Drug courts first originated 27 years ago with the purpose to serve as an alternative option to help individuals who are struggling with drug addiction. The way society has handled drug addiction has drastically changed throughout history. Strict laws have led to punishment, but recently, there has been a slow shift in how society approaches addiction, which has led to more support for treatment as opposed to punitive action. My Independent Study uses one court as a case study to examine whether drugs courts are functional in the context of treating addiction and how they are working to meet the goals of the court and of the individual. Comparing and contrasting the program manual and interviews with courthouse officials, I closely examine exactly how the drug court implements the process. Emile Durkheim, Howard Becker, and Joseph Gusfield are the theorists that I use to help explain my findings. The results of my study indicate that this particular drug court succeeds in reaching high levels of accountability and individualism for the participants; however, the drug court as an institution should reconsider the structure in order to better benefit a wider range of people struggling with addiction.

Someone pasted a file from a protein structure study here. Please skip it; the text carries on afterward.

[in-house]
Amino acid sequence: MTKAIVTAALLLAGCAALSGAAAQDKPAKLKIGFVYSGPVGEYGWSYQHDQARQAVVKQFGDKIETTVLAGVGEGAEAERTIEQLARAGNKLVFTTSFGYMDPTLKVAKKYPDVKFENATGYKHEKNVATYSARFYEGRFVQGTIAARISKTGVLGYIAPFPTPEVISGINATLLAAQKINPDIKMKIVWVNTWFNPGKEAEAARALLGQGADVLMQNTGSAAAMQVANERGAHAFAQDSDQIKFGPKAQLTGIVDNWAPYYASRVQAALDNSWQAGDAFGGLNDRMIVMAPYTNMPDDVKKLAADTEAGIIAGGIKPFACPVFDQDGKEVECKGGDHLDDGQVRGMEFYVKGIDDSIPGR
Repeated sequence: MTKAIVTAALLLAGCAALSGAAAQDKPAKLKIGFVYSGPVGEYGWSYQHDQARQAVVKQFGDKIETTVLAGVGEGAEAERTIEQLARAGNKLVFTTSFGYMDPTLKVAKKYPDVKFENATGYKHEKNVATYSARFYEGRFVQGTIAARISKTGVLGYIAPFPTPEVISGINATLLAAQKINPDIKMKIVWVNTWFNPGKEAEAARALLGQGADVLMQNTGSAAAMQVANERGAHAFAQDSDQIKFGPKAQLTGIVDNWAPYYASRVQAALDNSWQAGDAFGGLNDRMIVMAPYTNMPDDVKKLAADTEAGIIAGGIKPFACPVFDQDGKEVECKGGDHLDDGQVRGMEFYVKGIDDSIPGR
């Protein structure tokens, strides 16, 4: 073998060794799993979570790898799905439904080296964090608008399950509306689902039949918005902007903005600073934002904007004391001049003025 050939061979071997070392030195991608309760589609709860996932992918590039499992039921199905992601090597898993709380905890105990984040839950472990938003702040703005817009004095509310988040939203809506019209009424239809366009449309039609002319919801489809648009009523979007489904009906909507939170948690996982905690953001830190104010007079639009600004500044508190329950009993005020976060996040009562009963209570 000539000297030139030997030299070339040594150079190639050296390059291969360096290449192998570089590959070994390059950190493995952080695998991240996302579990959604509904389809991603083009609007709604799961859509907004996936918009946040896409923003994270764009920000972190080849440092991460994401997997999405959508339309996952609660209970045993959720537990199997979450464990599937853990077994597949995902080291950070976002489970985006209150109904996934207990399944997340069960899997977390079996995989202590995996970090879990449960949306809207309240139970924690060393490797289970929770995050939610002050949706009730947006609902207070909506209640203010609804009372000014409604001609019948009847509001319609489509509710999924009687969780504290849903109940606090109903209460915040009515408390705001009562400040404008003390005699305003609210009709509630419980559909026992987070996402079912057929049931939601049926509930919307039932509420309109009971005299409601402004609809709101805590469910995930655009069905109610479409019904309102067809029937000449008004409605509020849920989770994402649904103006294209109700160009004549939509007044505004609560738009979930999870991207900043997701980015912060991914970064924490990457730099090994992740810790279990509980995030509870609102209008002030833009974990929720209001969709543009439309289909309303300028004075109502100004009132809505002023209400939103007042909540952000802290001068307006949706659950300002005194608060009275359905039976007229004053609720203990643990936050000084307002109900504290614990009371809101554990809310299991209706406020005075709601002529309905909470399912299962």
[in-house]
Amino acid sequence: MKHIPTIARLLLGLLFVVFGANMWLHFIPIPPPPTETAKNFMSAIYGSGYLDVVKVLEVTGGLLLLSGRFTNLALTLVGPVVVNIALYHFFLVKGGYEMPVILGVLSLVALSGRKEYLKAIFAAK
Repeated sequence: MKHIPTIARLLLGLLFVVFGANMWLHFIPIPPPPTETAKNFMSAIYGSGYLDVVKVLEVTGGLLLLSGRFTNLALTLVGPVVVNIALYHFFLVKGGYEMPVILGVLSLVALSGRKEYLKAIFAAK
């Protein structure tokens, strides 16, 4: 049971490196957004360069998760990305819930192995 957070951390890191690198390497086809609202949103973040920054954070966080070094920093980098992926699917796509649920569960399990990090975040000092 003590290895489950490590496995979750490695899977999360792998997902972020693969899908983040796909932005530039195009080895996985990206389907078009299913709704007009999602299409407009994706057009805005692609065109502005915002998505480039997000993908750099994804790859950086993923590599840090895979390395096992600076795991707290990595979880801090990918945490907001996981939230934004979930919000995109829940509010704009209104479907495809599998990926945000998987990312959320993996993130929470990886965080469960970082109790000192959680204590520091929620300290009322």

Matsuzawa, Setsuko


Sociology and Anthropology


Social and Behavioral Sciences


drug addiction, treatment, drug court

Publication Date


Degree Granted

Bachelor of Arts

Document Type

Senior Independent Study Thesis



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